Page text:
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USA Bobsled and Skeleton

Skeleton

As you’re driving down the highway, imagine opening your car door and putting your chin just one inch from the pavement as you speed along at 80 mph.  What if you have no brakes?  No seat belt?  Now let’s take away the sturdy frame of the car so that you’re lying on your stomach on something that looks oddly similar to a cafeteria tray. 

Skeleton sleds don’t have an engine, brakes or a seat belt.  Athletes must power the 75-100 lb. sled off the starting block by sprinting in a bent over position, which requires strength, power and speed.  Athletes negotiate the track through subtle shifts in body weight that apply pressure to the shoulder steer bars and knee bars.  Skeleton requires aggression at the start, but as soon as the athlete loads onto the sled they must immediately relax to guide the sled to the finish with finesse. 

Women and men compete in the sport of skeleton from the same starting point on the track.  The only difference between the two disciplines is the weight of the sled.

The sport was first discovered in 1882 by English soldiers who designed and built a curved toboggan track in Switzerland, which they would slide down on a metal sled. This new way of sledding intrigued many people, thus eventually becoming a professional and Olympic sport in 1926. Skeleton is divided into two divisions: men’s and women’s.

The advancement in modern technology and materials the sleds have progressed since the 1800’s, where a sled today is made from fiberglass and steel, rather than just steel. The dimensions of the sled are sled 35 kilograms (77 lbs) in weight, 79 to 119 centimeters (31 to 47 inches) in length, and 46 centimeters (18 inches) wide.  Due to the new materials and dimensions athletes can gain up 80 miles (129 km) per hour in speed when sledding.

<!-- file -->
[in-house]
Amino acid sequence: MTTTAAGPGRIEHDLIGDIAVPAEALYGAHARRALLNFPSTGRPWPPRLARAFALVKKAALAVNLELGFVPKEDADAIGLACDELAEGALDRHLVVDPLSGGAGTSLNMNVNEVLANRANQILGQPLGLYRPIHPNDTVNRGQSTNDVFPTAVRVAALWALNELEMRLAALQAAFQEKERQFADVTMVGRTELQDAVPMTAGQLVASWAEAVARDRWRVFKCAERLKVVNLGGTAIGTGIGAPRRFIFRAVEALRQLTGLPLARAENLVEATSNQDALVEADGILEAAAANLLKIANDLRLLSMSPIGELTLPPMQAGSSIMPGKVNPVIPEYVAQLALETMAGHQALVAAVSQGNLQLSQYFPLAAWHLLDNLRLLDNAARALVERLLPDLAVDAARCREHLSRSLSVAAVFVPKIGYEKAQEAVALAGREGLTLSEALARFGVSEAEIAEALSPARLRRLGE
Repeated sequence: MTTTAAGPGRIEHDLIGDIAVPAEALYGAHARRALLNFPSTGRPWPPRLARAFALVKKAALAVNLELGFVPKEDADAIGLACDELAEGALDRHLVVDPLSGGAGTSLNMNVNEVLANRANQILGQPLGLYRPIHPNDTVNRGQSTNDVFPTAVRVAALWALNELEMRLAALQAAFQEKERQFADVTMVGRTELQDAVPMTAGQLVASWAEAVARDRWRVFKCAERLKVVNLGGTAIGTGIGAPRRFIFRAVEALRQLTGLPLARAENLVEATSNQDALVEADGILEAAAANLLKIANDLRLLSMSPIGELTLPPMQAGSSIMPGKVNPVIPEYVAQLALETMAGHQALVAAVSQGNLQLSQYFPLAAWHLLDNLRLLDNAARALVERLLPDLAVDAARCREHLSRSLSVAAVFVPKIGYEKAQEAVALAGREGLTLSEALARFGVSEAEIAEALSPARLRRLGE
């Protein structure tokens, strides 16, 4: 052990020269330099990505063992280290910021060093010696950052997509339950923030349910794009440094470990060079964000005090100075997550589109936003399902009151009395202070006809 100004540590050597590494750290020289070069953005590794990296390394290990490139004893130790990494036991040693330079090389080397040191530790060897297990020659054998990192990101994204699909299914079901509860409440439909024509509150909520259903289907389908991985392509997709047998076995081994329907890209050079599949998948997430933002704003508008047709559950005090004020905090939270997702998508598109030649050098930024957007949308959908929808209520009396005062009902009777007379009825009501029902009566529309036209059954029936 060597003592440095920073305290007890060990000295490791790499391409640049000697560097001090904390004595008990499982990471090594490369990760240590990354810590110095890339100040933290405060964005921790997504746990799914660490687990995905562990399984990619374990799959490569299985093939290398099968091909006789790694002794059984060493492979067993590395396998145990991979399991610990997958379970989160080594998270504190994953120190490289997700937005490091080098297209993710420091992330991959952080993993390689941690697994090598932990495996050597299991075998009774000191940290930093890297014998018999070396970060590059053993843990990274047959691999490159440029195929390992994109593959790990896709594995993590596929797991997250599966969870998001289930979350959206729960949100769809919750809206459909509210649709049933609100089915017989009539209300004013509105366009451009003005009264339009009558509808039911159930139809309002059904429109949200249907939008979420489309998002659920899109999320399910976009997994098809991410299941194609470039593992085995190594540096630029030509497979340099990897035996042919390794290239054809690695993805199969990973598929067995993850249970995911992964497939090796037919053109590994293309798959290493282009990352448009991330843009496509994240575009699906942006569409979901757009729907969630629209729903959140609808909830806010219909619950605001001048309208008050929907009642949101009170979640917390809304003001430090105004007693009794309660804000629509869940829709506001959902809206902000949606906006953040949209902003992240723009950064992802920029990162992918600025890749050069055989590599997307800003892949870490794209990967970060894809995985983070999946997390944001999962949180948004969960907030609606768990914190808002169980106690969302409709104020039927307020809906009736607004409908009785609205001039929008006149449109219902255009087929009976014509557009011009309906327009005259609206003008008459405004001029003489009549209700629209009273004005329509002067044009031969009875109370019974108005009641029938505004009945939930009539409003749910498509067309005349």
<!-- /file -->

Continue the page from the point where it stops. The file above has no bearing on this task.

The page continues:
Bobsled

Bobsled is similar to racing cars, only it’s on ice and there’s only one sled on course at a time.   There are three disciplines in bobsled: men’s two-man bobsled, women’s bobsled and men’s four-man bobsled.

Women's and two-man sleds include a pilot and a brakeman. For the four-man there are four athletes: a driver who steers the bobsled down the track, two crewmen who help push the sled at the beginning of the race, and a brakeman who pulls the brakes and stops the sled at the end of the race. The brakeman and push athletes act as the engine at the start, and have the important job of giving the sled velocity from the top.  These athletes must then gracefully load into the sled and ride as relaxed as possible in a bent position to keep the sled in balance and aerodynamic. 

The pilot holds onto D-rings that pull ropes connected to the runners to steer the sled down the track.  If the pilot pulls on the right D-ring, the sled will steer right and vice versa. 

Bobsled athletes come from diverse athletic backgrounds such as football, track and field, soccer and softball and they must be strong, powerful and fast in order to propel the heavy sled off the starting block.

Each division requires a different weight for the sled. Two-man sleds weigh a minimum of 384 lbs for men and 284 lbs for women, while a four-man sled is at minimum 462 lbs.  A four-man sled with its crew weighs up to 1,389 lbs! The sleds are also made from metal and fiberglass. The dimensions of the bobsled are for the two-man and two-woman: 8.85 feet (2.70 meters) long and 26 inches (67 cm) tall, and the four-man: 12.22 feet (3.80 meters) long and 26 inches (67 cm) tall.


Sources:

http://www.fibt.com/index.php?id=52

http://seattletimes.nwsource.com/html/olympics/2010494517_bobsledlugeskeleton.html

http://adventure.howstuffworks.com/outdoor-activities/snow-sports/bobsled1.htm

http://www.fuzilogik.com/Sports-Library/Bobsled/Bobsled-Glossary.html